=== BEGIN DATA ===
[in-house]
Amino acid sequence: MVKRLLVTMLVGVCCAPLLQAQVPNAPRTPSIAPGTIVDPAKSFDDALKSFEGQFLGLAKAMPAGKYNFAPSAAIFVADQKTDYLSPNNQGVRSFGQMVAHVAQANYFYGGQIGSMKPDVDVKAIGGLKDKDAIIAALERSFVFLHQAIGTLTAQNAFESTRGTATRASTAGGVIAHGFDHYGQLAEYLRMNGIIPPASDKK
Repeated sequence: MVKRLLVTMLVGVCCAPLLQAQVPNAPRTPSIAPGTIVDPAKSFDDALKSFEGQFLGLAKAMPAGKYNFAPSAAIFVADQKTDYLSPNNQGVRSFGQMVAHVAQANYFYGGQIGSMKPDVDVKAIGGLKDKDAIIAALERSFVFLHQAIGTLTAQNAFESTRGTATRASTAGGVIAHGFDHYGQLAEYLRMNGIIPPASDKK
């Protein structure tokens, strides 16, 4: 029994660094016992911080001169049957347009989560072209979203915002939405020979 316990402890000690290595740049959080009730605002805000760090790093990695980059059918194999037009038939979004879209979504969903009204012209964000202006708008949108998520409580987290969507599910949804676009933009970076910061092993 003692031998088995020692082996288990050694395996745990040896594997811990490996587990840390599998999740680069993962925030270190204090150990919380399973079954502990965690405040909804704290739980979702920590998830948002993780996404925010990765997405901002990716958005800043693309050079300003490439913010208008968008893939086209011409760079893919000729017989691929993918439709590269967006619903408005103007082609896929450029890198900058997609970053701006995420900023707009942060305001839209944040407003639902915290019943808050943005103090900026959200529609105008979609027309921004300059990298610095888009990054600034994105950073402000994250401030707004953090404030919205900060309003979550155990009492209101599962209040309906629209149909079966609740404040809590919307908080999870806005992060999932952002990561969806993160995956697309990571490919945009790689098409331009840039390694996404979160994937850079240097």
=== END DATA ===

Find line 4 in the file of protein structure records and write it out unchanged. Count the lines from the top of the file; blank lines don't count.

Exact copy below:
């Protein structure tokens, strides 16, 4: 029994660094016992911080001169049957347009989560072209979203915002939405020979 316990402890000690290595740049959080009730605002805000760090790093990695980059059918194999037009038939979004879209979504969903009204012209964000202006708008949108998520409580987290969507599910949804676009933009970076910061092993 003692031998088995020692082996288990050694395996745990040896594997811990490996587990840390599998999740680069993962925030270190204090150990919380399973079954502990965690405040909804704290739980979702920590998830948002993780996404925010990765997405901002990716958005800043693309050079300003490439913010208008968008893939086209011409760079893919000729017989691929993918439709590269967006619903408005103007082609896929450029890198900058997609970053701006995420900023707009942060305001839209944040407003639902915290019943808050943005103090900026959200529609105008979609027309921004300059990298610095888009990054600034994105950073402000994250401030707004953090404030919205900060309003979550155990009492209101599962209040309906629209149909079966609740404040809590919307908080999870806005992060999932952002990561969806993160995956697309990571490919945009790689098409331009840039390694996404979160994937850079240097």